Honolulu Star-Advertiser - - FROM PAGE ONE -


>> Oc­to­ber: A Fam­ily Court judge ter­mi­nates An­gelique Rooney’s parental rights to her 4-year-old daugh­ter. Rooney is preg­nant with Zion.

>> De­cem­ber: The Depart­ment of Hu­man Ser­vices closes the case in­volv­ing Rooney, end­ing over­sight, about a week af­ter Zion is born.


>> March: Zion, 4 months old, is ad­mit­ted to Ka­pi­olani Med­i­cal Cen­ter with rib frac­tures and brain dam­age. DHS con­sid­ers Rooney and Kyle McKe­own, the boy’s fa­ther, pri­mary sus­pects.

>> March: A mul­ti­dis­ci­plinary team de­ter­mines Zion’s in­juries are likely due to mal­treat­ment and he would be un­safe re­turn­ing to his par­ents’ home. The cou­ple lose cus­tody. Yet no per­pe­tra­tor is iden­ti­fied. The team notes that both par­ents have a his­tory of fam­ily vi­o­lence and McKe­own has prior con­vic­tions for as­sault and abuse. Still, the team rec­om­mends max­i­miz­ing fam­ily re­uni­fi­ca­tion ef­forts.


>> Jan­uary: Zion’s court-ap­pointed guardian ad litem ques­tions DHS’ de­ci­sion to close the 2007 case just days af­ter Zion was born. “Given the sit­u­a­tion re­gard­ing mother’s his­tory and eval­u­a­tion, DHS had no busi­ness clos­ing the case and putting Zion at risk,” at­tor­ney Mal­colm Hong writes. “Per­haps his in­juries could have been avoided had DHS re­mained on the case.”

>> Jan­uary: DHS tells the court that the par­ents do not agree with the depart­ment’s in­ter­ven­tion. But the cou­ple go along with a service plan. The agency’s goal still is re­uni­fi­ca­tion.

>> April: DHS con­tin­ues to have safety con­cerns with the par­ents. It gives them three more months to com­ply. By July, both par­ents are in ther­apy. >> Septem­ber: Zion is re­uni­fied with his mother — with­out a re­quired mul­ti­dis­ci­plinary team re­view to pro­vide feed­back on whether re­uni­fi­ca­tion is ap­pro­pri­ate. No re­stric­tions are placed on Zion’s vis­its with his fa­ther.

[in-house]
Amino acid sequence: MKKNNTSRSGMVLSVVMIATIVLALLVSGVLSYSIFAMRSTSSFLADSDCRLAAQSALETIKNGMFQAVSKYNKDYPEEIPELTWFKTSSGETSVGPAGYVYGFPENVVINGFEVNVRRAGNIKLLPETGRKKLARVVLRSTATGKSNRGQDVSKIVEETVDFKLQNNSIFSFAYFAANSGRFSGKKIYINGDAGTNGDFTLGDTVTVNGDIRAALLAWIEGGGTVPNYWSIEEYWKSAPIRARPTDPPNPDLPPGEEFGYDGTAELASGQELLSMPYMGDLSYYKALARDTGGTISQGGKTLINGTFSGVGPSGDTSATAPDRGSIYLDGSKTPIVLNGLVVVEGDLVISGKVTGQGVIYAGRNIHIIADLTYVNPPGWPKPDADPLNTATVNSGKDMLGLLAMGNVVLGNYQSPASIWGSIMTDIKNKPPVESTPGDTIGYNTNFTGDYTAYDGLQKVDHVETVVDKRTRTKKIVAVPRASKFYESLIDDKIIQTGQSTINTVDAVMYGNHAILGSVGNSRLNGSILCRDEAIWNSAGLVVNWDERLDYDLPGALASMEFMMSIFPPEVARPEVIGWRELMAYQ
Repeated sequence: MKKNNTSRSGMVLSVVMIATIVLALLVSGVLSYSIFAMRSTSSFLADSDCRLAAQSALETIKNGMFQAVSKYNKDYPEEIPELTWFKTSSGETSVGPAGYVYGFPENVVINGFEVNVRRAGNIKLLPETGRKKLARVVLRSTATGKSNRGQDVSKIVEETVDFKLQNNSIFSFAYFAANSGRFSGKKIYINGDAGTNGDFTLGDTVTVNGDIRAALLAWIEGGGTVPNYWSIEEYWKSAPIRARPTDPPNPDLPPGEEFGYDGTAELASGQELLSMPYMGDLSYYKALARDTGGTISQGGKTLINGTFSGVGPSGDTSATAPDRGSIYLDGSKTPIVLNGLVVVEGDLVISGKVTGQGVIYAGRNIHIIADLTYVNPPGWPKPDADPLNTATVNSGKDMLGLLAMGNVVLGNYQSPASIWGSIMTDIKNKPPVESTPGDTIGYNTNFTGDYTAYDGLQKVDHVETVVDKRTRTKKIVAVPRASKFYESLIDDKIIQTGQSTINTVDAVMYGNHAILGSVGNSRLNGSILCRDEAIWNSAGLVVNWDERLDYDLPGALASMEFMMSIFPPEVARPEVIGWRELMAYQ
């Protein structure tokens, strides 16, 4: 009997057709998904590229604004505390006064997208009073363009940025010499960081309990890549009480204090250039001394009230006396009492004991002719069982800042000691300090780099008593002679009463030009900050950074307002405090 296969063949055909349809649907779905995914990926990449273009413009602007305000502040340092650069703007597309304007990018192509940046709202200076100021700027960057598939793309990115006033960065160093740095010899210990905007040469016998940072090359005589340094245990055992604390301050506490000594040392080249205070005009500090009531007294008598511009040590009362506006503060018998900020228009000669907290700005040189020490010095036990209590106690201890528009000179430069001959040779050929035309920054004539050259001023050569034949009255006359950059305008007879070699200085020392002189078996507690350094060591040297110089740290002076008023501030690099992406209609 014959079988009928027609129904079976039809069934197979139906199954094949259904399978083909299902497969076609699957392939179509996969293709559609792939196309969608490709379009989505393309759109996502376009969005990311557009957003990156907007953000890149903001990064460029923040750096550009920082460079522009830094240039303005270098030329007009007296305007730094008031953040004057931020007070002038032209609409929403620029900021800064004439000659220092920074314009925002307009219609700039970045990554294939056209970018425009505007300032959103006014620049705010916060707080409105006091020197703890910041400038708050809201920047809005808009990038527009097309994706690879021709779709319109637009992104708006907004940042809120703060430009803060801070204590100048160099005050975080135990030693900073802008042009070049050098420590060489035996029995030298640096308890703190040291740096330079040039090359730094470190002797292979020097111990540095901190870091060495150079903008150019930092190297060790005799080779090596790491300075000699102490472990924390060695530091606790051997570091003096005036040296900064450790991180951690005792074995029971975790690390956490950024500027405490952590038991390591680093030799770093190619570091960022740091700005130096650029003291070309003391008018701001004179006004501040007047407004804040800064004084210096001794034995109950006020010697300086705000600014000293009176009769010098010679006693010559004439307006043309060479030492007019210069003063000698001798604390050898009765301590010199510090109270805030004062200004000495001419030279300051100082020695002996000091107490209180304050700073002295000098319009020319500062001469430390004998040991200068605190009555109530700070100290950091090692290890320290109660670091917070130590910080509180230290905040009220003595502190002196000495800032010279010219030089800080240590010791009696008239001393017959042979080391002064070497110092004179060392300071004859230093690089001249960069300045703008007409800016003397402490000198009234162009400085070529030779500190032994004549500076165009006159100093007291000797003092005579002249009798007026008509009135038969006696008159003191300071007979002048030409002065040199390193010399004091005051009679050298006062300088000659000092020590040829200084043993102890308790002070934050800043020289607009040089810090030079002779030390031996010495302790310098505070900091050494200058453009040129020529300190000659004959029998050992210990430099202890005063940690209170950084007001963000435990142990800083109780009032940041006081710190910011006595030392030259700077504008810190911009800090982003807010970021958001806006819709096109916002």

>> Oc­to­ber: McKe­own, now liv­ing on Maui, is ar­rested for al­legedly as­sault­ing two po­lice of­fi­cers dur­ing a bar in­ci­dent.

>> De­cem­ber: Fam­ily Court ju­ris­dic­tion of Zion is ter­mi­nated based on rec­om­men­da­tions of DHS and others in­volved in the case. DHS says safety is­sues are re­solved and Rooney demon­strates ap­pro­pri­ate par­ent­ing skills. But McKe­own can­not pro­vide a safe home for Zion, ac­cord­ing to DHS.


>> Fe­bru­ary: DHS re­ceives an anony­mous re­port al­leg­ing that Zion is be­ing abused by Rooney but does not con­duct an in­ves­ti­ga­tion.

>> April: DHS closes the file on Zion’s case. >> Novem­ber: Rooney gives Zion to his fa­ther on Maui.


>> May: McKe­own brings a se­verely in­jured Zion to Maui Me­mo­rial Med­i­cal Cen­ter. The fa­ther claims Zion col­lapsed in the shower. The 4-year-old dies a day later.

>> June: A post-death re­view high­lights DHS’ fail­ure to get rec­om­men­da­tions from an out­side team of ex­perts be­fore re­uni­fy­ing Zion with his mother. The re­view also notes that DHS pro­vided only min­i­mal over­sight — three months — fol­low­ing re­uni­fi­ca­tion. >> June: McKe­own and his girl­friend, Grace Lee-Nakamoto, are charged with sec­ond-de­gree mur­der in con­nec­tion with Zion’s death. A trial is pend­ing.


>> May: The Leg­is­la­ture ap­pro­pri­ates $875,000 to set­tle a 2014 neg­li­gence law­suit filed on be­half of Zion’s es­tate.


A pic­ture of Zion McKe­own is held by his grand­mother, Maryann Rooney.

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